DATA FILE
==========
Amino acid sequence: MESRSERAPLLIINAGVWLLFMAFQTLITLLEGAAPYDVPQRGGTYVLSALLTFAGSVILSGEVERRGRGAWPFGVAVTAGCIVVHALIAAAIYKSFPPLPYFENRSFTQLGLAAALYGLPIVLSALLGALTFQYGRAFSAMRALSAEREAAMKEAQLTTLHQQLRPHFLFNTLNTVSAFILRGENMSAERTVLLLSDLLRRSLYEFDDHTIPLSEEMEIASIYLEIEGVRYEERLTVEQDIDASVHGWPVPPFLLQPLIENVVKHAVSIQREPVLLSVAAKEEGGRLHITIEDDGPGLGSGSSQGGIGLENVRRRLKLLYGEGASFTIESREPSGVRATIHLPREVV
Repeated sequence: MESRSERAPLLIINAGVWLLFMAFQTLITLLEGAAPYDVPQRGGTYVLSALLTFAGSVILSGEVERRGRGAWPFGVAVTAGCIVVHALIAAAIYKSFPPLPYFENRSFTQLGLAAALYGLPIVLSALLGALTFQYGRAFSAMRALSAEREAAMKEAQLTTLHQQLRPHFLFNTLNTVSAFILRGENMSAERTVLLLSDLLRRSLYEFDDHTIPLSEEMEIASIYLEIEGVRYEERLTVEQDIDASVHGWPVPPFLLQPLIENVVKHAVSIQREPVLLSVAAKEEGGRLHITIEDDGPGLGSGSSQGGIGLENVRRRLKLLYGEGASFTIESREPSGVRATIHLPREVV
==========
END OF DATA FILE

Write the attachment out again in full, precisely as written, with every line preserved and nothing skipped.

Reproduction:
Amino acid sequence: MESRSERAPLLIINAGVWLLFMAFQTLITLLEGAAPYDVPQRGGTYVLSALLTFAGSVILSGEVERRGRGAWPFGVAVTAGCIVVHALIAAAIYKSFPPLPYFENRSFTQLGLAAALYGLPIVLSALLGALTFQYGRAFSAMRALSAEREAAMKEAQLTTLHQQLRPHFLFNTLNTVSAFILRGENMSAERTVLLLSDLLRRSLYEFDDHTIPLSEEMEIASIYLEIEGVRYEERLTVEQDIDASVHGWPVPPFLLQPLIENVVKHAVSIQREPVLLSVAAKEEGGRLHITIEDDGPGLGSGSSQGGIGLENVRRRLKLLYGEGASFTIESREPSGVRATIHLPREVV
Repeated sequence: MESRSERAPLLIINAGVWLLFMAFQTLITLLEGAAPYDVPQRGGTYVLSALLTFAGSVILSGEVERRGRGAWPFGVAVTAGCIVVHALIAAAIYKSFPPLPYFENRSFTQLGLAAALYGLPIVLSALLGALTFQYGRAFSAMRALSAEREAAMKEAQLTTLHQQLRPHFLFNTLNTVSAFILRGENMSAERTVLLLSDLLRRSLYEFDDHTIPLSEEMEIASIYLEIEGVRYEERLTVEQDIDASVHGWPVPPFLLQPLIENVVKHAVSIQREPVLLSVAAKEEGGRLHITIEDDGPGLGSGSSQGGIGLENVRRRLKLLYGEGASFTIESREPSGVRATIHLPREVV